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Swiss architect wins prized Pritzker award

Peter Zumthor's designs for an art museum emerging from a bombed-out church and thermal baths both caught the jury's eye.

By Bonnie ChurchillContributor to The Christian Science Monitor / April 13, 2009

Swiss architect Peter Zumthor is seen in front of his home in Haldenstein, Canton of Grisons, Switzerland, on April 13. Mr. Zumthor has won the 2009 Pritzker Architecture Prize.

Arno Balzarini/Keystone/AP

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The 2009 Pritzker Architecture Prize, the most honored name in its field, will be awarded to Swiss architect Peter Zumthor. The ceremony will take place in Buenos Aires, Argentina, May 29, which marks the first time the award will be held in South America.

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On receiving the news, Mr. Zumthor said, "It is such an honor to receive this award for the architectural work we have done over the past 20 or so years. We are a small company, only 20 young people, from eight different parts of the world, and we're located in the remote village of Haldenstein, Switzerland. To have our buildings and museums recognized by the professional world makes us humbly proud."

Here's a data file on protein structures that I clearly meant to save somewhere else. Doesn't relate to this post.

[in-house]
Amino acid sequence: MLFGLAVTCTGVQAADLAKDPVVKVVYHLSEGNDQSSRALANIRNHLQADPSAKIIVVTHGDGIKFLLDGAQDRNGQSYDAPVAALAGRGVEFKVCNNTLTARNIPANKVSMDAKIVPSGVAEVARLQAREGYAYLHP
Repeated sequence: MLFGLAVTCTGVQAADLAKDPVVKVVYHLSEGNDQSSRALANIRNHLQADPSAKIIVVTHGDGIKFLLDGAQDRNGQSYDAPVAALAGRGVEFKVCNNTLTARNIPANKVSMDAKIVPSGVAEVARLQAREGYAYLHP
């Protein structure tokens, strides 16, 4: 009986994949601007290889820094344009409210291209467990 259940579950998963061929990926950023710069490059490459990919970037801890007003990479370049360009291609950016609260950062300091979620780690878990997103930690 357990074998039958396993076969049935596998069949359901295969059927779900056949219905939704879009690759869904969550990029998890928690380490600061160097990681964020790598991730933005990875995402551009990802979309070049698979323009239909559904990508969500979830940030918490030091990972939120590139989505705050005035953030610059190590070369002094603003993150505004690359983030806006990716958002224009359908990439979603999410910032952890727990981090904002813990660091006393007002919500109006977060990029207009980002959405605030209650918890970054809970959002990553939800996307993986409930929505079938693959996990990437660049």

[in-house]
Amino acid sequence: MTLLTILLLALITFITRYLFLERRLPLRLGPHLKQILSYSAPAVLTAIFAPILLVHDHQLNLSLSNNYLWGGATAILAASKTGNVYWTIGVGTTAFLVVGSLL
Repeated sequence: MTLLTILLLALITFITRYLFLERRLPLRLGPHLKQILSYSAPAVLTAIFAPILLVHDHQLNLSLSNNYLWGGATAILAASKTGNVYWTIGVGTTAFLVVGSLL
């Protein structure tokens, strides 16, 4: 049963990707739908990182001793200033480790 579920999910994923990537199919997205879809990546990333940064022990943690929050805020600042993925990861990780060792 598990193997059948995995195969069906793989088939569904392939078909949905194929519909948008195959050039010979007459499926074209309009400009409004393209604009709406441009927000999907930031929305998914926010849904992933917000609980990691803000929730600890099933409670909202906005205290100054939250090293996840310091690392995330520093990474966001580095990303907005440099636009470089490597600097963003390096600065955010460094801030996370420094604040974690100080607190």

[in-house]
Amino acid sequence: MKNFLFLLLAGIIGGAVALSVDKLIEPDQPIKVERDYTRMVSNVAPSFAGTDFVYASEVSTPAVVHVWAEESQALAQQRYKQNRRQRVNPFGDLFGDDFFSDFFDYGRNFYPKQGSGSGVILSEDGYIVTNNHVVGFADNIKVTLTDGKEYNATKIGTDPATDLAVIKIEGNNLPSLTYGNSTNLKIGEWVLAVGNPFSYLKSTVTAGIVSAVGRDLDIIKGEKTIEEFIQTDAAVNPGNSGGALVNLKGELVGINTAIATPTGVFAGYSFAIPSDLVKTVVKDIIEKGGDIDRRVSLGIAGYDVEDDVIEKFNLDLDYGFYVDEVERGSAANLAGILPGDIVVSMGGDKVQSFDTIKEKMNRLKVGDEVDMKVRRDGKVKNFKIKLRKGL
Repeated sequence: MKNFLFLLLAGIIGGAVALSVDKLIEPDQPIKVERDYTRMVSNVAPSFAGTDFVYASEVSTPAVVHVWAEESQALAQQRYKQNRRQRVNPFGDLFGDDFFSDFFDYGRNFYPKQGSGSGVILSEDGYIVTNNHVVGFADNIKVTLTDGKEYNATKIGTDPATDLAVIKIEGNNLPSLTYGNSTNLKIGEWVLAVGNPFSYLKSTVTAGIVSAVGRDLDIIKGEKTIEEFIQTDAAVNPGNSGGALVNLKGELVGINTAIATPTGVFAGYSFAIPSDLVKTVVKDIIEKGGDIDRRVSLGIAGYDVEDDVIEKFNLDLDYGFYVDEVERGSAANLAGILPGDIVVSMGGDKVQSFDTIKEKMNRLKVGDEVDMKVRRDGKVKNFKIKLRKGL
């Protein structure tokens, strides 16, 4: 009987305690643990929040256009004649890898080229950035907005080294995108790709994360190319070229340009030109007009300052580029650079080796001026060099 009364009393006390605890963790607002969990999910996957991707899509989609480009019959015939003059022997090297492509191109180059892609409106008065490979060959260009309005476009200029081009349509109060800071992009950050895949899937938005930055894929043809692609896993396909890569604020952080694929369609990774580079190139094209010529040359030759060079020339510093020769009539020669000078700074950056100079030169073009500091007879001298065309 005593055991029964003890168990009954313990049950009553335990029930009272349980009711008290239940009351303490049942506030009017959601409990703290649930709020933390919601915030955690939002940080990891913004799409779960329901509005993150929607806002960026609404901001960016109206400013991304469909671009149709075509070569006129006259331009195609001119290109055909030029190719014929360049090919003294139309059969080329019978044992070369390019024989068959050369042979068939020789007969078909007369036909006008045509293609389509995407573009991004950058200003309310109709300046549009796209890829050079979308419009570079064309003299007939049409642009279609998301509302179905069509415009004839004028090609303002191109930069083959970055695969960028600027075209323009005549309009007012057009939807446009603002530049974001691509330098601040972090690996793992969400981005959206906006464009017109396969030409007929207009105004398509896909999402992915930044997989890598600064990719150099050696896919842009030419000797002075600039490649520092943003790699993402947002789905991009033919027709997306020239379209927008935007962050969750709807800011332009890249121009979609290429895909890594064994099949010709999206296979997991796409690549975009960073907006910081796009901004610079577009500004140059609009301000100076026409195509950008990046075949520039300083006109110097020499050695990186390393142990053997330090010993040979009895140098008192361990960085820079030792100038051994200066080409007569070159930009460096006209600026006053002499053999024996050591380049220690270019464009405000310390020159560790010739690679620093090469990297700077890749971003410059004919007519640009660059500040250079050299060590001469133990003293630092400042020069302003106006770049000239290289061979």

The Pritzker selection jury, as well as fellow architects worldwide, have been impressed by the works Zumthor has done not only in Switzerland, but in Germany, England, the United States, Spain, Austria, Norway, Finland, and the Netherlands. At present, he is working on a design for Norway, right near the North Pole, a memorial for 92 slain martyrs, accused of being witches. He says, "Recognition of their bravery is belated but not forgotten."

"The Pritzker is 'the' honor," he says. "Your work must stand for itself. Even though you are relatively small, that it can be recognized by a renowned body such as this, is truly humbling. I have never been money driven, it has always been the use for the building that makes me passionate. I tell young people not to continue doing a project if you think of a better way. Scrap it, and start again, for the end results make it more worthwhile."

In its citation, the jury noted the schools, chapels, apartment buildings, museums, art galleries, civic centers designed by Zumthor. They singled out the Kolumba Art Museum in Cologne, Germany, which emerges from the remains of a bombed church. It is a startling contemporary work, yet is also at ease with its many layers of history.